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For this course we focus on aspects of crime and tragedy as ‘lenses’ through which texts can be appreciated and understood. There are six set texts in total, including a modern novel and Shakespeare. In class we read and discuss these in detail and students are encouraged to develop their understanding of how authors shape meanings in their texts. Lessons in English Literature are designed to be fun, lively, thought-provoking and challenging.
Time is spent learning about the different contexts in which the texts were produced so we all deepen our awareness of how societies, religious and scientific understanding, politics and philosophy have changed over time. Not only is this really interesting as we discover more about how writers have shaped our understanding of how people engage with their readers and how we engage with what we read, it is also of significant importance in terms of our wider engagement with the world.
Students are encouraged to read widely themselves and have the opportunity, in the non-exam assessment (NEA), to write about a novel and a collection of poetry of their own choice. In class a variety of texts are explored as a starting point to the NEA but the emphasis is very much on students working independently. We also look at various ways of reading texts, exploring how narrative, feminist, Marxist or post-colonial theories (amongst others) can shape the ways in which we understand texts.
The subjects of tragedy and crime will be, no doubt, entertaining, enlightening and moving. There are some great texts to explore. Though in many ways this is not a subject that can simply be ‘learned’ in a traditional sense, the way in which the course develops students’ skills of analysis and perception makes it an excellent subject to study and one that is highly valued by universities. In previous years our students have gone on to study a variety of courses, including English Literature at Oxford University and UCL, and they take with them strong memories of texts they have thoroughly enjoyed studying at A Level.
This A Level offers fresh insight into the daily usage (and abusage) of English Language by individuals and groups; it will challenge your preconceptions of language and human interaction, as well as stimulating your understanding of how language is used and fostering your own ability to communicate effectively – both when speaking and writing. Lessons are designed to be lively and fun, with group discussions, exploration of a variety of ‘real world’ texts, challenging and thought-provoking topics and even some revelations!
Language and representation is an engrossing topic where we look closely at how language is used to present people and institutions in certain ways. One of the great joys of this course is that it will increase your capacity to see clearly how language is used in everyday life to manipulate an audience. Not only that, the course will also facilitate the development of your grammatical and analytical skills, in order that you will increasingly be able to describe language in a very precise and accurate way. You will be presented with a rich and diverse range of provocative texts, ranging from internet chat rooms, vlogs and social media, to transcripts of spoken conversations and more traditional written texts, such as newspaper articles, letters and magazines.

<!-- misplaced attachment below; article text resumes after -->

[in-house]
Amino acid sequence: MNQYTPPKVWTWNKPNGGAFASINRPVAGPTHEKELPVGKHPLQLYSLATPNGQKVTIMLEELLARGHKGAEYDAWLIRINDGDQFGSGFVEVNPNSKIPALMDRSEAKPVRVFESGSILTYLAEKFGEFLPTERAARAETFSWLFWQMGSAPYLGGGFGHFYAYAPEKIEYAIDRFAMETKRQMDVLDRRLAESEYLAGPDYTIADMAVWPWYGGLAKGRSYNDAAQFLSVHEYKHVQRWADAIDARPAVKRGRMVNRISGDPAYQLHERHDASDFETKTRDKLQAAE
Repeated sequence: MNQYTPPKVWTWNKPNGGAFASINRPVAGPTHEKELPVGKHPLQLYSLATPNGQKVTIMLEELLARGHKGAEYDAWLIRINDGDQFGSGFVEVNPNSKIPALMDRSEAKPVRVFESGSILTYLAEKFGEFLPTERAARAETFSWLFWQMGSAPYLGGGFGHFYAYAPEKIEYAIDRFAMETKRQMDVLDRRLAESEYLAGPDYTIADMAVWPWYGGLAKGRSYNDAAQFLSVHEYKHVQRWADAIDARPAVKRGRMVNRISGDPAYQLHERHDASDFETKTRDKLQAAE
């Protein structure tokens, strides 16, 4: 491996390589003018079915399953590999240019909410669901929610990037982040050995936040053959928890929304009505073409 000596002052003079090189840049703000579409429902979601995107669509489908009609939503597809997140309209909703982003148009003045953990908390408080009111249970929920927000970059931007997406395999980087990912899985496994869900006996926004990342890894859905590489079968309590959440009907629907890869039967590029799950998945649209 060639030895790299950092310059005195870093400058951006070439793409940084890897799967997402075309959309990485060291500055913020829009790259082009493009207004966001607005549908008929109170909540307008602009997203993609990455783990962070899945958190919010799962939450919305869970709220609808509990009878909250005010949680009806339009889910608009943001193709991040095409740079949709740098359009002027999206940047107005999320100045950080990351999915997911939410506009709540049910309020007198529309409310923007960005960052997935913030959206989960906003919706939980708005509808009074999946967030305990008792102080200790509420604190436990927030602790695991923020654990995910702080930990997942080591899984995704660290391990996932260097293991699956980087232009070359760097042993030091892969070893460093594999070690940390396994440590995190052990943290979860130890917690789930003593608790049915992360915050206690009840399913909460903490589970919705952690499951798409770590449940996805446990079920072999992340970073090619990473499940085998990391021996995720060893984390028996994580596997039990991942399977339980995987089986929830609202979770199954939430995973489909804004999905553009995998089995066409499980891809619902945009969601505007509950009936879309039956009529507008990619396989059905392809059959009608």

You will also explore language in its wider social and geographical contexts – in particular the rich variety of English within the British Isles and indeed the wider world. The exploration of the ways in which social status, occupation, and gender affect language use is another absorbing facet of English Language, and you will be encouraged to develop an objective and evaluative perspective as the course develops.
The non-exam assessment (NEA) allows you to choose your own area of research for an extended language investigation. This project is not only interesting in its own right but also provides invaluable experience of the independent study skills that are highly valued on a degree course. You will also produce a piece of creative writing which forms a pleasing contrast to the essay writing skills required for most other A Level courses. As this is a subject that builds essential skills in communication and understanding, it will dovetail neatly with any other A Level course you may wish to study. It is also accepted by universities as a relevant qualification for a wide variety of courses. In short: it’s an original, extremely accessible and vibrant A level course.